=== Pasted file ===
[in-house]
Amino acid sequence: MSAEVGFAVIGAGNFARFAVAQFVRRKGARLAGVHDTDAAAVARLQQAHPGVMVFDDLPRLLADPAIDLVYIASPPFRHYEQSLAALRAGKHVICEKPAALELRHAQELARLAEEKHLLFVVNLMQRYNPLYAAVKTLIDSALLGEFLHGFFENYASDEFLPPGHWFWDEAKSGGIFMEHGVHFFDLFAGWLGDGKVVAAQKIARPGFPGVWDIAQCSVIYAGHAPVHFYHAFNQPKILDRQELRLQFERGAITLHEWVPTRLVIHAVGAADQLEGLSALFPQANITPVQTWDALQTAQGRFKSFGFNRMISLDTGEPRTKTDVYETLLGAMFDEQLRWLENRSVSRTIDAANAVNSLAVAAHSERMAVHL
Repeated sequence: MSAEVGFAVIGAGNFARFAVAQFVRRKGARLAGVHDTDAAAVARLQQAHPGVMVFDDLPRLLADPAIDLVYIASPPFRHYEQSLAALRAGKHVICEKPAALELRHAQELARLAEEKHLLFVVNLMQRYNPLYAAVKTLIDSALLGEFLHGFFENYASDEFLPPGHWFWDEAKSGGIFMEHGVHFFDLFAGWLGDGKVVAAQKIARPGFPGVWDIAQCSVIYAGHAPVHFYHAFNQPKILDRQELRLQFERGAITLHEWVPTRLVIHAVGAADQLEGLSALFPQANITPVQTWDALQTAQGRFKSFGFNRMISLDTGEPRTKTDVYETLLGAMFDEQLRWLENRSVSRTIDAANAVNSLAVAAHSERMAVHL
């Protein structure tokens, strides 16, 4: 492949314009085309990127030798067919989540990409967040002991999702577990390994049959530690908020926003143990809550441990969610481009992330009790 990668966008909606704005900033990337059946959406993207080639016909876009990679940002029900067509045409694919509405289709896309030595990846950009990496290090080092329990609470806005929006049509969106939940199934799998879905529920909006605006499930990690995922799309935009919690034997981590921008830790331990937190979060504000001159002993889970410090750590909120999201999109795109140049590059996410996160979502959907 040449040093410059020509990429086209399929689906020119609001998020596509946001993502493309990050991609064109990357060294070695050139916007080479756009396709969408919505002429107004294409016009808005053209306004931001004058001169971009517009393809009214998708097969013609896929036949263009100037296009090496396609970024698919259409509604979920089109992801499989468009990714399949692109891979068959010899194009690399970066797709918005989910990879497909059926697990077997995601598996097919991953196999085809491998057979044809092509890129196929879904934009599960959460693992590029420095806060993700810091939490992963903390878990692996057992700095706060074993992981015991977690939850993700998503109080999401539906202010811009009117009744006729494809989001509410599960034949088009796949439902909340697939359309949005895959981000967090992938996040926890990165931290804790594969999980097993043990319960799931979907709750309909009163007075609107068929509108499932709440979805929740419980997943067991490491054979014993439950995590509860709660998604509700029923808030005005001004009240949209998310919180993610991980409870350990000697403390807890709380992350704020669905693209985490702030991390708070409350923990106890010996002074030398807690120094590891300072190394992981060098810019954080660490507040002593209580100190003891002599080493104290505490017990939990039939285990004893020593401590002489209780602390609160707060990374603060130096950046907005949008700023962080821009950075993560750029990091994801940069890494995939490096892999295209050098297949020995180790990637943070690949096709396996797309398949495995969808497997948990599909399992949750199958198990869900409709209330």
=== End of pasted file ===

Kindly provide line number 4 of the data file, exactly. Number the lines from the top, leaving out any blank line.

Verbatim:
């Protein structure tokens, strides 16, 4: 492949314009085309990127030798067919989540990409967040002991999702577990390994049959530690908020926003143990809550441990969610481009992330009790 990668966008909606704005900033990337059946959406993207080639016909876009990679940002029900067509045409694919509405289709896309030595990846950009990496290090080092329990609470806005929006049509969106939940199934799998879905529920909006605006499930990690995922799309935009919690034997981590921008830790331990937190979060504000001159002993889970410090750590909120999201999109795109140049590059996410996160979502959907 040449040093410059020509990429086209399929689906020119609001998020596509946001993502493309990050991609064109990357060294070695050139916007080479756009396709969408919505002429107004294409016009808005053209306004931001004058001169971009517009393809009214998708097969013609896929036949263009100037296009090496396609970024698919259409509604979920089109992801499989468009990714399949692109891979068959010899194009690399970066797709918005989910990879497909059926697990077997995601598996097919991953196999085809491998057979044809092509890129196929879904934009599960959460693992590029420095806060993700810091939490992963903390878990692996057992700095706060074993992981015991977690939850993700998503109080999401539906202010811009009117009744006729494809989001509410599960034949088009796949439902909340697939359309949005895959981000967090992938996040926890990165931290804790594969999980097993043990319960799931979907709750309909009163007075609107068929509108499932709440979805929740419980997943067991490491054979014993439950995590509860709660998604509700029923808030005005001004009240949209998310919180993610991980409870350990000697403390807890709380992350704020669905693209985490702030991390708070409350923990106890010996002074030398807690120094590891300072190394992981060098810019954080660490507040002593209580100190003891002599080493104290505490017990939990039939285990004893020593401590002489209780602390609160707060990374603060130096950046907005949008700023962080821009950075993560750029990091994801940069890494995939490096892999295209050098297949020995180790990637943070690949096709396996797309398949495995969808497997948990599909399992949750199958198990869900409709209330």